Composite resin helps to provide your teeth with a natural look and improve their appearance. Bad habits such as biting your nails and biting on pens can easily wear down the resin on your teeth and reduce enamel over time. It can also make the resin prone to chipping, so avoid these habits to maintain the resin health.

Visit Dental Hygienists

visit your hygienist at least twice a year to keep the investment that you have made in your smile in tip top shape. In addition to the usual scrape and polish, we also have special hygiene treatments like airflow to remove any surface staining. 

Things to Consider When Choosing Dental Bonding

Before you decide on bonding, be sure to choose a dentist who is experienced with the procedure, as dental bonding requires some artistic skill to get optimal cosmetic results. Feel free to ask for “before and after” images of previous patients of your dentist who have undergone dental bonding.

If you notice any sharp edges on your bonded teeth or if they feel strange when you bite down, call your dentist. Bonded teeth can be repaired or reworked if necessary.

The bonding treatment is not suitable in every situation but it can be a quick, painless and affordable way to enhance your smile. When you feel good about the appearance of your teeth, it can help you maintain good oral health and focus on keeping your mouth overall healthy.

Are there any risks of teeth bonding?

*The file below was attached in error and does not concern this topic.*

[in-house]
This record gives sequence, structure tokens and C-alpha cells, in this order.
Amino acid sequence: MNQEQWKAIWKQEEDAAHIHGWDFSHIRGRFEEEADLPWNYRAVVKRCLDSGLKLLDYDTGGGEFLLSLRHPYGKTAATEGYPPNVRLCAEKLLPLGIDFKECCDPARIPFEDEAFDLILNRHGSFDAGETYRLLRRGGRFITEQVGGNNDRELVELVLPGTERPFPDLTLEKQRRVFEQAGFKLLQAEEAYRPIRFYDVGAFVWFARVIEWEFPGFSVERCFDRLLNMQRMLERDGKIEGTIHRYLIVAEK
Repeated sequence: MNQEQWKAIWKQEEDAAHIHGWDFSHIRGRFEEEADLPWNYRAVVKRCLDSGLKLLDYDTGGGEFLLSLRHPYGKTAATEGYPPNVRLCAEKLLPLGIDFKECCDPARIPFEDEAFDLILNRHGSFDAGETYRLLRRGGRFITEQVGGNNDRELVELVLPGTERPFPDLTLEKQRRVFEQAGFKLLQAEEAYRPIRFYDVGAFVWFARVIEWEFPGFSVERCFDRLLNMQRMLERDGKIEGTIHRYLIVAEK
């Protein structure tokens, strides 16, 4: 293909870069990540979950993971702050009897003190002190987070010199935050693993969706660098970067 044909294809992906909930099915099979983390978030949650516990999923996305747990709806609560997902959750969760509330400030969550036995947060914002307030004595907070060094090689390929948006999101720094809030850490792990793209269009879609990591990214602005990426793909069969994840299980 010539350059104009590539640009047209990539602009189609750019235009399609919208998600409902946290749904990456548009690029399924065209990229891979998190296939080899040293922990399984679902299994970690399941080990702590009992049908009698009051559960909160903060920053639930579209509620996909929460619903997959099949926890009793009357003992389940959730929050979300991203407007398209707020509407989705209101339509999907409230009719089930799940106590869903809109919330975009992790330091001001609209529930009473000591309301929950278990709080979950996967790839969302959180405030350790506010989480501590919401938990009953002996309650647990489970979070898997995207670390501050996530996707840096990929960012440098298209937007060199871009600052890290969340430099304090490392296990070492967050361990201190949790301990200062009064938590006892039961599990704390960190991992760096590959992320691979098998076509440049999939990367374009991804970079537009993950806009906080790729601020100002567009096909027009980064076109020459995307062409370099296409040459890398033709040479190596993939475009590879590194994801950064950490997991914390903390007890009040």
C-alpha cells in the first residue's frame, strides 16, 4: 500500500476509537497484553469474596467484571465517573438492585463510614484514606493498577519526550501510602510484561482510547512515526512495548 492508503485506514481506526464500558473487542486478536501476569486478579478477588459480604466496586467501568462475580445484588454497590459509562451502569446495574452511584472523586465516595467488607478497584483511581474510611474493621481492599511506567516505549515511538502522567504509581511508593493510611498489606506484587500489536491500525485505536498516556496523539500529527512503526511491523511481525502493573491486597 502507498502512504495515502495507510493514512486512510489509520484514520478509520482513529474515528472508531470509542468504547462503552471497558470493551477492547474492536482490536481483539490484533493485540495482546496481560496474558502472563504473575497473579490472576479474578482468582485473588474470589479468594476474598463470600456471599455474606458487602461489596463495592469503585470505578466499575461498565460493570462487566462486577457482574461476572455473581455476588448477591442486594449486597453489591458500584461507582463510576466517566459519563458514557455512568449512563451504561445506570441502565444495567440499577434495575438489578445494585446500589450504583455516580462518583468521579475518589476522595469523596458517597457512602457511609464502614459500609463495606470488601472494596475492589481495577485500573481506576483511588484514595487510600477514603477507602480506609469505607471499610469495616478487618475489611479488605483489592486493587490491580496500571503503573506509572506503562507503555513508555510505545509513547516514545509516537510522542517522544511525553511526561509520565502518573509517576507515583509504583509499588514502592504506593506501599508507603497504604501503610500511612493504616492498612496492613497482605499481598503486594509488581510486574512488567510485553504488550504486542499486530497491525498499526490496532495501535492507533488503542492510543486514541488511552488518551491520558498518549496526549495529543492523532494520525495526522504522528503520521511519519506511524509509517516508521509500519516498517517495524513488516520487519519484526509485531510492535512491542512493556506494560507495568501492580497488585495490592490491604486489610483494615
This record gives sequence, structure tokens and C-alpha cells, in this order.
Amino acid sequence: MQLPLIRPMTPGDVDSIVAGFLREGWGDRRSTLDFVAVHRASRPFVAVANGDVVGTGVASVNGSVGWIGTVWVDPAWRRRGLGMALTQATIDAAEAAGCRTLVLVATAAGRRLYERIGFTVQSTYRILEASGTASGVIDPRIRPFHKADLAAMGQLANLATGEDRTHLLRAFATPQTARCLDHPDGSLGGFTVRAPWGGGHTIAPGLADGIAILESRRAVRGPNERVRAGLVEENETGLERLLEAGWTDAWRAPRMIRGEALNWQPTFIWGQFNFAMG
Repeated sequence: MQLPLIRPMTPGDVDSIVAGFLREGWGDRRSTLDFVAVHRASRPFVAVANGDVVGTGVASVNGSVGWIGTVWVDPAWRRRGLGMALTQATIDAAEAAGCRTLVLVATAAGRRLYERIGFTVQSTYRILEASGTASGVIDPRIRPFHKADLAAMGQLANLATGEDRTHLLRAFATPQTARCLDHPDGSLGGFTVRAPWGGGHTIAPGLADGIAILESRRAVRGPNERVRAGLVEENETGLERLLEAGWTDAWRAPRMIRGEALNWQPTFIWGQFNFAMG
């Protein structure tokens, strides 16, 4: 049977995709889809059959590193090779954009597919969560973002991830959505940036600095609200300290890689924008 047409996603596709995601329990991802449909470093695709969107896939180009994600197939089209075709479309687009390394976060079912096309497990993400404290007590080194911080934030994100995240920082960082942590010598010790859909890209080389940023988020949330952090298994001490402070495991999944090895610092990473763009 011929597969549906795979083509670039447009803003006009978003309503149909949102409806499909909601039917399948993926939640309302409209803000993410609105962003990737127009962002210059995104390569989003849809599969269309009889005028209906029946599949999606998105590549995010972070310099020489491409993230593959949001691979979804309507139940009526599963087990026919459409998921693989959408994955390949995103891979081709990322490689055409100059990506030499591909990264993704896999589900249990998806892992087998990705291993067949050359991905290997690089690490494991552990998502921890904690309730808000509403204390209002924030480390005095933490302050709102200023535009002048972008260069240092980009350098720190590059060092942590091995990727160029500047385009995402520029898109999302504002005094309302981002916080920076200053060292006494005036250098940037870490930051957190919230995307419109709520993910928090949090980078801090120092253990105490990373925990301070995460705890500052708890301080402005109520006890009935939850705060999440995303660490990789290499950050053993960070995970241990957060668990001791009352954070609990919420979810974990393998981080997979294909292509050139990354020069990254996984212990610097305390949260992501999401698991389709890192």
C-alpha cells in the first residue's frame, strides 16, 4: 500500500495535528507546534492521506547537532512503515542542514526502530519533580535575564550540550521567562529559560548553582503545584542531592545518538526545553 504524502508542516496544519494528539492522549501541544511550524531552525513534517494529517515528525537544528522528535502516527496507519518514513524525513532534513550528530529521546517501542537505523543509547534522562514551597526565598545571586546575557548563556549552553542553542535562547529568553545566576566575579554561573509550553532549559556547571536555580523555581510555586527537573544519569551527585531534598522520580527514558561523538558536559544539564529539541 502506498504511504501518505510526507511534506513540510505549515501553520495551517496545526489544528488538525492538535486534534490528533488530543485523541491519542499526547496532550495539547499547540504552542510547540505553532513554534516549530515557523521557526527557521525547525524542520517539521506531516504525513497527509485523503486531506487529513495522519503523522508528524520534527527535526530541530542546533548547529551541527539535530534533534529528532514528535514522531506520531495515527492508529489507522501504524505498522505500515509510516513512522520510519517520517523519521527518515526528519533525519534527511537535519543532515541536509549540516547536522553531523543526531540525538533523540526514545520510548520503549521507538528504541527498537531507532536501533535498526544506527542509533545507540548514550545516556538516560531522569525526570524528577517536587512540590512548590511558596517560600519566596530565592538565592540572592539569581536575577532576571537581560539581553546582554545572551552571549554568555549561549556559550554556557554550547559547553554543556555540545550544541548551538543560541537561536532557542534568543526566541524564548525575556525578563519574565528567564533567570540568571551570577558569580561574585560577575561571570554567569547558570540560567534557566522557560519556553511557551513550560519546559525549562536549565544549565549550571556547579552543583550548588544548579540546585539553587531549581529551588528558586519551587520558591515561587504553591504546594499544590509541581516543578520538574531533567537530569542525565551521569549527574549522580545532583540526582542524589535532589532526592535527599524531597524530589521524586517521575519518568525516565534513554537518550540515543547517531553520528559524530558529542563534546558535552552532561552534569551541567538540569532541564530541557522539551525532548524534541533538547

Dental bonding doesn’t have any major risks.

Keep in mind that the composite resin used with this procedure isn’t as strong as your natural teeth. It’s possible for the material to chip or separate from your real tooth. Chipping or breaking, however, doesn’t occur as often with a crown, veneer, or filling. A bonded tooth might chip if you eat ice, chew on pens or pencils, bite your fingernails, or bite down on hard food or candy.

The resin also isn’t as stain-resistant as other dental materials. You may develop some discoloration if you smoke or drink a lot of coffee.

Faq

Faq

Is composite bonding worth it?

Definitely yes! Composite bonding is one of the less expensive, invasive, risky procedure that doesn’t need shaving, drilling or other types of invasive preparation. It is the best option for chips, breaks and other defects in teeth and provide you a beautiful smile. On the other hand, you can whiten the bonded teeth. The whitening procedure doesn’t damage your teeth.

Generally speaking, bonding is an effective treatment option if you are dealing with small teeth, chipped teeth, worn edge, cracked teeth, small gap in your smile, internal stain or other discoloration and even slight orthodontic misalignment. So you should make sure to choose the right dentist to provide you the best dental bonding by applying advanced techniques and materials.

How long does composite bonding last?

It supposes you can wear them for up to 15 years by observing oral hygiene and avoiding hard foods. Although they won’t last as long as veneers.

Can I whiten my teeth if I have bonding?

Yes, whitening procedure doesn’t damage bonding, since the PH of whitening gel is neutral, it can’t harm the bonding.

Is dental bonding permanent?

Yes, it is permanent but in case of proper care and observing oral and dental hygiene, it can last up to 15 years.

How long does it take to get my teeth bonded?

Generally composite boning need two visit session to complete but the procedure of bonding material to each tooth takes about 30 to 60 minutes.

How much does teeth bonding cost?

The cost of tooth bonding varies based on location, the extent of the procedure, and dentist expertise.